Dunkirk Falls Flat But Is Technically Stunning
Review by Aaron Haughton
Dunkirk is the new World War II film from Christopher Nolan and centers on the the true story of the mass evacuation of the French, British, Belgian and Dutch soldiers from the beach of Dunkirk in June of 1940. While waiting to be evacuated, the soldiers are sitting ducks for enemy pilots and have to fend off the imminent Germany threat with little hope or resources. Due to the circumstances and the fact that the military vessels are easily destroyed while docking, the English civilians answer the call and play their part in going to aide in the evacuation of their men and fellow comrades in war. The story is a very harrowing and inspiring one, but how does it hold up on screen? Well, the answer is: it's not perfect, but it is technically sound and somewhat enjoyable.
Much like a majority of Christopher Nolan's body of work, Dunkirk is grossly overhyped and championed with too high esteem; although, this may very well be his best film since The Dark Knight, which is a pinnacle I don't believe he'll ever be able to reach no matter how hard he tries. However, Dunkirk is a welcomed change of pace, in that it doesn't clock in over 2 hours and contains very little dialogue, both of which are unusual attributes for a Nolan film. The lack of dialogue, aside from the obvious technical bravado, is one of the crowning features of the film, and serves a narrative purpose by conveying the soldiers' perspective, their shock and fatigue. After all, they are faced with a hopeless situation wherein they don't really have the words or energy to describe, and the silence captures that nicely.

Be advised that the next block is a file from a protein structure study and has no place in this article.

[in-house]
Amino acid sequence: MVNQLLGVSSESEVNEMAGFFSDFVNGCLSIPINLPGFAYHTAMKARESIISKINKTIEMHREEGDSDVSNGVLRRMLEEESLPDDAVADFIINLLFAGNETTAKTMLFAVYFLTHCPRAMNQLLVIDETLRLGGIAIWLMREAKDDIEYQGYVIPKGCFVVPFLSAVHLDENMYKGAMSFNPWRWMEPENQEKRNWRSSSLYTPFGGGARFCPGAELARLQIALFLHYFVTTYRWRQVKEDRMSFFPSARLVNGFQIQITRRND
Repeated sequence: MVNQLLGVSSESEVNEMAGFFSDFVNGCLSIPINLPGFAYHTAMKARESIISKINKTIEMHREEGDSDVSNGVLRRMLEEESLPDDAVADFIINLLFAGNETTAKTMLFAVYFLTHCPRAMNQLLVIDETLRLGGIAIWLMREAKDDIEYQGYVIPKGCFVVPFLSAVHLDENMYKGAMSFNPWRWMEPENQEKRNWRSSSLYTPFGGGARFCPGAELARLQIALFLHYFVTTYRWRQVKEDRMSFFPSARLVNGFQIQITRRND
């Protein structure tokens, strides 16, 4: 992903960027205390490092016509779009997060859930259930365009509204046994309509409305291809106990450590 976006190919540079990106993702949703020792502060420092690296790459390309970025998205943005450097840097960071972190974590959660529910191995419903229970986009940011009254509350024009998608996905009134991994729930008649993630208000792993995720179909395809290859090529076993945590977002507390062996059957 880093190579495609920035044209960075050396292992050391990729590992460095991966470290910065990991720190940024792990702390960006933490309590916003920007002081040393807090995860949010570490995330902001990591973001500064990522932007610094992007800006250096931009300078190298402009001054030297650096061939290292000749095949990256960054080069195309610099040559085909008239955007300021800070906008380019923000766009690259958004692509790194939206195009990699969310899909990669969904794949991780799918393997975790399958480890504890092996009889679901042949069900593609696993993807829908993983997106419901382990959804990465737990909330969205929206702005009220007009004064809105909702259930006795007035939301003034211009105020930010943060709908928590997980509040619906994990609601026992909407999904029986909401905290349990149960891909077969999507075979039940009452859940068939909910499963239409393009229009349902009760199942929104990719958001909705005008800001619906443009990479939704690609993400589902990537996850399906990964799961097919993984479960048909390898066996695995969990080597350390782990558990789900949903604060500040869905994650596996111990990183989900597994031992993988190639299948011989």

In typical Nolan fashion, he builds the narrative by intercutting between three primary timelines: land (beach), air (planes), and sea (boats). This gives way to some great moments of extreme tension because it allows Nolan many options to play with and cut between; however, some of these moments are so unoriginal and can be spotted, like the enemy aircrafts, from miles away. Take, for instance, the scene with one of the gun downed English pilots, which is obviously built up for him to be trapped within the sinking cockpit. It's a pretty standard filmic moment that we've seen a million times over, but Nolan heightens the stakes by cutting between this obvious moment and one we (or at least I) didn't see coming or playing out in the way it does.
The cinematography is truly stunning, especially any instance or scene with the aircrafts -- those are truly perfect. The drag to this, though, is that the film contained only a handful of truly memorable moments, like opening with the raining pamphlets, or the soldier who gives up and wades out into the ocean. The film could've benefited from more moments like these to elevate itself, but instead leans too heavily on the technical effects and the historical aspect, more so than building a compelling story.